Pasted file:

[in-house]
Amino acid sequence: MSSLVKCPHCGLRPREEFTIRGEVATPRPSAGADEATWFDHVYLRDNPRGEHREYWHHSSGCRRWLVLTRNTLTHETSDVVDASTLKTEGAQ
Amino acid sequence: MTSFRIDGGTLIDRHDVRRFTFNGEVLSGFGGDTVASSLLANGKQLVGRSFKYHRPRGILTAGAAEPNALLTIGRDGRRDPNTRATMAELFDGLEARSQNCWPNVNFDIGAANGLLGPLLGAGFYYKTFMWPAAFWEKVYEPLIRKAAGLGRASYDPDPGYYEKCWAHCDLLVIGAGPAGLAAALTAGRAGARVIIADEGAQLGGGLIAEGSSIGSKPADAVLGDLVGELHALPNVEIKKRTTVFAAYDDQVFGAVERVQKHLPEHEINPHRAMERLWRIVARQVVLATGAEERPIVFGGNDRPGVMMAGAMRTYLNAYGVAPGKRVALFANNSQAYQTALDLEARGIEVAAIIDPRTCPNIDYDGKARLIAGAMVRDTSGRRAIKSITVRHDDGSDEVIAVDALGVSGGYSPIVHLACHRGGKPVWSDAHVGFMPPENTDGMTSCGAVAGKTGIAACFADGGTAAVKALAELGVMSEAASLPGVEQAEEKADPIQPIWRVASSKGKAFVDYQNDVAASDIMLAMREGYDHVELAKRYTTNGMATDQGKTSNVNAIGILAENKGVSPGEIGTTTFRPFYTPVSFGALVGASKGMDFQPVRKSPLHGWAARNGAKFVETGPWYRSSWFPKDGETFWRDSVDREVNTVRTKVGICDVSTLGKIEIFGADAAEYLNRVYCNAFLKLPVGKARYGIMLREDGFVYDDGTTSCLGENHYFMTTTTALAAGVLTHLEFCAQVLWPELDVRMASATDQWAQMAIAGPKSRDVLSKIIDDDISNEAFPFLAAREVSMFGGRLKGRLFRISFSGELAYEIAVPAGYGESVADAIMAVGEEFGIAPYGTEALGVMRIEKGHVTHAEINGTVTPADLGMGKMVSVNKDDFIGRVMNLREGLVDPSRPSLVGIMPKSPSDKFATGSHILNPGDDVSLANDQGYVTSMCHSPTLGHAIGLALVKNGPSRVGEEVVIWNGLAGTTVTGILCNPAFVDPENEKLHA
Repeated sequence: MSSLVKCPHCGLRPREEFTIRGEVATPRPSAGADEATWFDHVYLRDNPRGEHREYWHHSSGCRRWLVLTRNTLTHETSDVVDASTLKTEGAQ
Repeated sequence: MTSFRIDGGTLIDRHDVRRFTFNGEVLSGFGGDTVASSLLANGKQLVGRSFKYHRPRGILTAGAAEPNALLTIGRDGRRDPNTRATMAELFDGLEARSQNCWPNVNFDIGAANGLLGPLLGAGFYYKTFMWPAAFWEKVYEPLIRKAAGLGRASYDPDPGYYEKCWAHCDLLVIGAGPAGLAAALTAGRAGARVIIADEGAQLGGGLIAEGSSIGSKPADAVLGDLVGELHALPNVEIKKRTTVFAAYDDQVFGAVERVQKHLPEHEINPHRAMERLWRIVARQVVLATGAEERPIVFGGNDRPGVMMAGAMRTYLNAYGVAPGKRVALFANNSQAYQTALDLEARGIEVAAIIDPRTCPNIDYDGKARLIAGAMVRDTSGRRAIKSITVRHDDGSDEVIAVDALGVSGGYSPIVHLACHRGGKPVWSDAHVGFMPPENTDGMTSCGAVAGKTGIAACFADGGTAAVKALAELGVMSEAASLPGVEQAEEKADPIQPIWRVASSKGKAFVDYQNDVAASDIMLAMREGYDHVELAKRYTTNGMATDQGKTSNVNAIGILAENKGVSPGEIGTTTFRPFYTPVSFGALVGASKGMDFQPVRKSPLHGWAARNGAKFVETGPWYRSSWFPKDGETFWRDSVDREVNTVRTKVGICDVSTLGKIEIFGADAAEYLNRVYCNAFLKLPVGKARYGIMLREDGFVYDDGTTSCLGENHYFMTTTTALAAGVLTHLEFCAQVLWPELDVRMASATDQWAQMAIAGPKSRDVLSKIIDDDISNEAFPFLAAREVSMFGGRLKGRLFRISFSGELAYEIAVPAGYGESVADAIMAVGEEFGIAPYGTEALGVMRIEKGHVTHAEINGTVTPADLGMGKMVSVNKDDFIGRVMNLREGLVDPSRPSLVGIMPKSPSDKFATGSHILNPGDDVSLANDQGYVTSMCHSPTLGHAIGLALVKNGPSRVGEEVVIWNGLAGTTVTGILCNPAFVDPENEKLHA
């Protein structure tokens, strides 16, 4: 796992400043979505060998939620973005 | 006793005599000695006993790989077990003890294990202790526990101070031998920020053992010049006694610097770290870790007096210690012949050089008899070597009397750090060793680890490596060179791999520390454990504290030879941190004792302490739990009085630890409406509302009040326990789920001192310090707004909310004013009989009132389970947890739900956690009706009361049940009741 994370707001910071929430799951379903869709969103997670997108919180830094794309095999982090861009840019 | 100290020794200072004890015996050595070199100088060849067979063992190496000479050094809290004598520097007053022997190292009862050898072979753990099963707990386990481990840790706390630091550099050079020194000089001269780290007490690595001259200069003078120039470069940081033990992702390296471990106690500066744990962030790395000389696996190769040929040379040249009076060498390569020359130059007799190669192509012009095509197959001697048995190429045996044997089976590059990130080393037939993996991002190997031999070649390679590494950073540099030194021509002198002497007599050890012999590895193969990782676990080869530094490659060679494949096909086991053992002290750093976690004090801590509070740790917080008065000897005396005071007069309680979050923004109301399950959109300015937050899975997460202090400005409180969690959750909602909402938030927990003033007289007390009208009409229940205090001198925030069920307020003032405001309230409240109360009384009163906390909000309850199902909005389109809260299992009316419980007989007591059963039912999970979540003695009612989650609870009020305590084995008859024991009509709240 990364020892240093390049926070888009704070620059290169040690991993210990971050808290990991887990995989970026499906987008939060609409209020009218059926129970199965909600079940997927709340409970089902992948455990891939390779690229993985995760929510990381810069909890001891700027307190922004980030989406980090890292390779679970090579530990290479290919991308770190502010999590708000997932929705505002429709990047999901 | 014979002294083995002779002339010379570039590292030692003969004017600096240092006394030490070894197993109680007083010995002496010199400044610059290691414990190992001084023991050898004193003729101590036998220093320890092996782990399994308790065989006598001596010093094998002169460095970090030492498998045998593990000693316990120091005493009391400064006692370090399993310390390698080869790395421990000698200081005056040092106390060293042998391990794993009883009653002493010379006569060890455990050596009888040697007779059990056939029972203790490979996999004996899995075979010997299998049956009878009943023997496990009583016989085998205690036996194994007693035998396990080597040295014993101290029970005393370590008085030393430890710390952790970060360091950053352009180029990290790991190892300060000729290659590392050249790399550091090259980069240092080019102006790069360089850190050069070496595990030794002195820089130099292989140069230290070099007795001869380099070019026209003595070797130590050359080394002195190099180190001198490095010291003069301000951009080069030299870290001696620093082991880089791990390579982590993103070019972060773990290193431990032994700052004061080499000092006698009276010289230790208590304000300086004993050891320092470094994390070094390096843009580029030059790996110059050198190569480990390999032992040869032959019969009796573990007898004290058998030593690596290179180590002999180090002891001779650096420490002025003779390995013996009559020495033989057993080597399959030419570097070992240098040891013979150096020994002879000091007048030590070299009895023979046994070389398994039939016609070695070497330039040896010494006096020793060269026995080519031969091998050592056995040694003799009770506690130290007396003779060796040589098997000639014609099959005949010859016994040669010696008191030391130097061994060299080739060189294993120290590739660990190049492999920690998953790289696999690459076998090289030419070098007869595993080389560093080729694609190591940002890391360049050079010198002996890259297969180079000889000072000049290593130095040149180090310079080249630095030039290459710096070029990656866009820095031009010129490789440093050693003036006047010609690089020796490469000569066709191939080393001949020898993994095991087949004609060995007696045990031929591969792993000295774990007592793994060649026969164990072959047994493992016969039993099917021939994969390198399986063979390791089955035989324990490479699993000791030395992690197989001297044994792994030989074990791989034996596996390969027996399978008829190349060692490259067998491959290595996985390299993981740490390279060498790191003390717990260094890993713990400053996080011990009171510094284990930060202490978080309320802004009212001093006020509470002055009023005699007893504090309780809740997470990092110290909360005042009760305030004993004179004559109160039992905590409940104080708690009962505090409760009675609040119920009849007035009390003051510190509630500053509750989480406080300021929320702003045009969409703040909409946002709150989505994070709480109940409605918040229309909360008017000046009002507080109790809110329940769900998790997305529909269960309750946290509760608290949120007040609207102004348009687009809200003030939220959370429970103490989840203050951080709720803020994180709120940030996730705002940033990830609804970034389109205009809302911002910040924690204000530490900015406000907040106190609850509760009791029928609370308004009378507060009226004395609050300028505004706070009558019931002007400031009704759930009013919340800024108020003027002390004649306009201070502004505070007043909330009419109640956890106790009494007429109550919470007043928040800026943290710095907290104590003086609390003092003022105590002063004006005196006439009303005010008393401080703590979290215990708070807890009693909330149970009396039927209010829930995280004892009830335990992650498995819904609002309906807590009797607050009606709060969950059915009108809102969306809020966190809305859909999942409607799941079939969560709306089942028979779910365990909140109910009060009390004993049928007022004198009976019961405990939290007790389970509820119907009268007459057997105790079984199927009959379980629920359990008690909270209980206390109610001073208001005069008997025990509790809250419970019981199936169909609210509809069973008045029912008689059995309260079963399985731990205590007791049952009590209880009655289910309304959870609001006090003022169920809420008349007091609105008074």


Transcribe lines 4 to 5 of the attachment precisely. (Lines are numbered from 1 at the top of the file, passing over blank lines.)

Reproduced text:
Repeated sequence: MSSLVKCPHCGLRPREEFTIRGEVATPRPSAGADEATWFDHVYLRDNPRGEHREYWHHSSGCRRWLVLTRNTLTHETSDVVDASTLKTEGAQ
Repeated sequence: MTSFRIDGGTLIDRHDVRRFTFNGEVLSGFGGDTVASSLLANGKQLVGRSFKYHRPRGILTAGAAEPNALLTIGRDGRRDPNTRATMAELFDGLEARSQNCWPNVNFDIGAANGLLGPLLGAGFYYKTFMWPAAFWEKVYEPLIRKAAGLGRASYDPDPGYYEKCWAHCDLLVIGAGPAGLAAALTAGRAGARVIIADEGAQLGGGLIAEGSSIGSKPADAVLGDLVGELHALPNVEIKKRTTVFAAYDDQVFGAVERVQKHLPEHEINPHRAMERLWRIVARQVVLATGAEERPIVFGGNDRPGVMMAGAMRTYLNAYGVAPGKRVALFANNSQAYQTALDLEARGIEVAAIIDPRTCPNIDYDGKARLIAGAMVRDTSGRRAIKSITVRHDDGSDEVIAVDALGVSGGYSPIVHLACHRGGKPVWSDAHVGFMPPENTDGMTSCGAVAGKTGIAACFADGGTAAVKALAELGVMSEAASLPGVEQAEEKADPIQPIWRVASSKGKAFVDYQNDVAASDIMLAMREGYDHVELAKRYTTNGMATDQGKTSNVNAIGILAENKGVSPGEIGTTTFRPFYTPVSFGALVGASKGMDFQPVRKSPLHGWAARNGAKFVETGPWYRSSWFPKDGETFWRDSVDREVNTVRTKVGICDVSTLGKIEIFGADAAEYLNRVYCNAFLKLPVGKARYGIMLREDGFVYDDGTTSCLGENHYFMTTTTALAAGVLTHLEFCAQVLWPELDVRMASATDQWAQMAIAGPKSRDVLSKIIDDDISNEAFPFLAAREVSMFGGRLKGRLFRISFSGELAYEIAVPAGYGESVADAIMAVGEEFGIAPYGTEALGVMRIEKGHVTHAEINGTVTPADLGMGKMVSVNKDDFIGRVMNLREGLVDPSRPSLVGIMPKSPSDKFATGSHILNPGDDVSLANDQGYVTSMCHSPTLGHAIGLALVKNGPSRVGEEVVIWNGLAGTTVTGILCNPAFVDPENEKLHA